Currently I am trying to attack a Hardware Implemented AES on an ATxmega32A4U.
In the archived wikia I found “Tutorial A6 Replication of Ilya Kizhvatov’s XMEGA® Attack” which pretty much explains how such an attack is performed.
However, the ChipWhisperer API got updated in the last versions and I am not quite sure where to implement the attack script in order to run the attack succesfully. I found the SBoxInputSuccessive to be a pretty similar leakage model, so I changed it up to:
name = ‘HD: AES SBox Input i to i+1’
c_model_enum_value = 4
c_model_enum_name = ‘LEAK_HD_SBOX_IN_SUCCESSIVE’
def leakage(self, pt, ct, key, bnum): if bnum < 1 or bnum > 15: raise ValueError("bnum should be in the range of 1 to 15") if bnum == 1: st1 = pt[bnum - 1] ^ 0x3b st2 = pt[bnum] ^ key[bnum] else: st1 = pt[bnum - 1] ^ key[bnum - 1] st2 = pt[bnum] ^ key[bnum] return st1 ^ st2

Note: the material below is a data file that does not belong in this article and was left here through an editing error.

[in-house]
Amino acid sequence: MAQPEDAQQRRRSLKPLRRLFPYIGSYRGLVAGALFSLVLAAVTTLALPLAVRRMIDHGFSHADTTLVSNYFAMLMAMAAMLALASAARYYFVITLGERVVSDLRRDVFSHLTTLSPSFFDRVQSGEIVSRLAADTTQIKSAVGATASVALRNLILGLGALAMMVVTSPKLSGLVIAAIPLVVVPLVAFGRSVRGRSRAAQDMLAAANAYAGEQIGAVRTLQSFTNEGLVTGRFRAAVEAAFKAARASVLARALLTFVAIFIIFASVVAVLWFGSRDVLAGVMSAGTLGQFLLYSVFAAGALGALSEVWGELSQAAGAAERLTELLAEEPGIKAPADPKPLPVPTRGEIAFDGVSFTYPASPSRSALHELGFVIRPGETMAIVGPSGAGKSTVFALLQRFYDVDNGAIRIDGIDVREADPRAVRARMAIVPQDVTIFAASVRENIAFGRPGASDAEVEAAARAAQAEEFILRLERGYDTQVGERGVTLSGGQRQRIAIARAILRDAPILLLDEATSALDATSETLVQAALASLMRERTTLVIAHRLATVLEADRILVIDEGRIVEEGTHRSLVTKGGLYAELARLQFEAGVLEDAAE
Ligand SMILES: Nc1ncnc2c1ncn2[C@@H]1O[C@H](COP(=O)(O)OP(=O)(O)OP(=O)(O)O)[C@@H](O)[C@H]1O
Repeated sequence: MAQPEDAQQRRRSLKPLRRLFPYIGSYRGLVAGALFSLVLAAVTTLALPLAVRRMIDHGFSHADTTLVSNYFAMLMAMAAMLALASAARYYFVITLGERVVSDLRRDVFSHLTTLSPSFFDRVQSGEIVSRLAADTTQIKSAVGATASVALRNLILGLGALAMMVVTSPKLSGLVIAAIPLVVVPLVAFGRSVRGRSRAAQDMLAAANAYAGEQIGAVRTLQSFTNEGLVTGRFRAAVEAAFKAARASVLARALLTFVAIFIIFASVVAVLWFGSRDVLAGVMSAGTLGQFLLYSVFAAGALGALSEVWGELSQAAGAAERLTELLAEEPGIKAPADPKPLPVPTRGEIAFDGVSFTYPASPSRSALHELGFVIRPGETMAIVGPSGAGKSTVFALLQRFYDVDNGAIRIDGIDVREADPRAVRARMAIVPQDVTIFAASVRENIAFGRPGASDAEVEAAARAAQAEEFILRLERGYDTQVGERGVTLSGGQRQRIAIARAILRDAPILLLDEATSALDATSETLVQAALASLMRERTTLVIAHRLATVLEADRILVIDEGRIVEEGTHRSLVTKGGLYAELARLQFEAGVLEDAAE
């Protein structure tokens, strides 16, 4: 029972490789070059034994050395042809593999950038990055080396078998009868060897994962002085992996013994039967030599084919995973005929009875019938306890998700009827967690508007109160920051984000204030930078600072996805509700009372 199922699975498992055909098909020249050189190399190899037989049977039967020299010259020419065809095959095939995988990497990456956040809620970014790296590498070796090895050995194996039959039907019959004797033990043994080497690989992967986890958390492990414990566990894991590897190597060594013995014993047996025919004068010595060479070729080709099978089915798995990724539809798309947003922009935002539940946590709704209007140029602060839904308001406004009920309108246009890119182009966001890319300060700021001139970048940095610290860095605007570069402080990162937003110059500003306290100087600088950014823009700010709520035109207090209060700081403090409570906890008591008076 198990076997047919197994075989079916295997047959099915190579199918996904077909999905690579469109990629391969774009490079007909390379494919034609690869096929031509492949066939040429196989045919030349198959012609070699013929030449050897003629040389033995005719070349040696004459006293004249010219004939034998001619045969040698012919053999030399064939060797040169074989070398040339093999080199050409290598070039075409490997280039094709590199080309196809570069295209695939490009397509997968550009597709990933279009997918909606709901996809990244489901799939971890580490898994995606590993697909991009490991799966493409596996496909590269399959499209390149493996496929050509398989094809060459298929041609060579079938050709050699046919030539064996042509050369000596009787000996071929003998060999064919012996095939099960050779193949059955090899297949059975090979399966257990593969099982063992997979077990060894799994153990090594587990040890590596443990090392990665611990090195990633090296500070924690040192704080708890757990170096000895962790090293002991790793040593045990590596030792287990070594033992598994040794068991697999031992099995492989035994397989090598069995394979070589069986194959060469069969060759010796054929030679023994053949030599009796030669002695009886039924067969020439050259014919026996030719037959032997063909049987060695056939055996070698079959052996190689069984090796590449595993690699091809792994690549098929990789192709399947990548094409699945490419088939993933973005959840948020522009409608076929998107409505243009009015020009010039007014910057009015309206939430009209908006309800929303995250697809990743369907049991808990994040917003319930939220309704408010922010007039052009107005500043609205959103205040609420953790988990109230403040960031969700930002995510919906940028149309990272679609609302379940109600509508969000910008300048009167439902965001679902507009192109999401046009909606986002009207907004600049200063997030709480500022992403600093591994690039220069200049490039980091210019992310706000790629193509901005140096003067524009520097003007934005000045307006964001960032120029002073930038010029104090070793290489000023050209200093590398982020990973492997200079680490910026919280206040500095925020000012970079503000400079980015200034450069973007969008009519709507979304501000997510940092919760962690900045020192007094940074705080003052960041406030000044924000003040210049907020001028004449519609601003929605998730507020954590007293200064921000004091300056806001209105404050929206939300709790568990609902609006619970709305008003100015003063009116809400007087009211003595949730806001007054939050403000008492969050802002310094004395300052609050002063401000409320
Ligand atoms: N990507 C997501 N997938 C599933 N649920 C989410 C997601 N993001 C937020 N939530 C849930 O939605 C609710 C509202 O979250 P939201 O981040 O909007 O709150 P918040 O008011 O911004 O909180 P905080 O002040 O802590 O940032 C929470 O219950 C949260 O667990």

But the results as shown in the picture are not as expected. I also don’t know where the actual guess is happening since leakage is not supposed to take “guess” as parameter. The red circles are the actual key and another problem is, that the correlations are always in pairs of two. The 00’s for the first byte might be because I changed “self.algorithm.set_target_subkeys(self.get_target_subkeys())” to “self.algorithm.set_target_subkeys([1, 2, 3, 4, 5, 6, 7, 8, 9, 10, 11, 12, 13, 14, 15])” in order to avoid bnum being -1 in the function, however, the first byte is obviously not getting attacked anymore…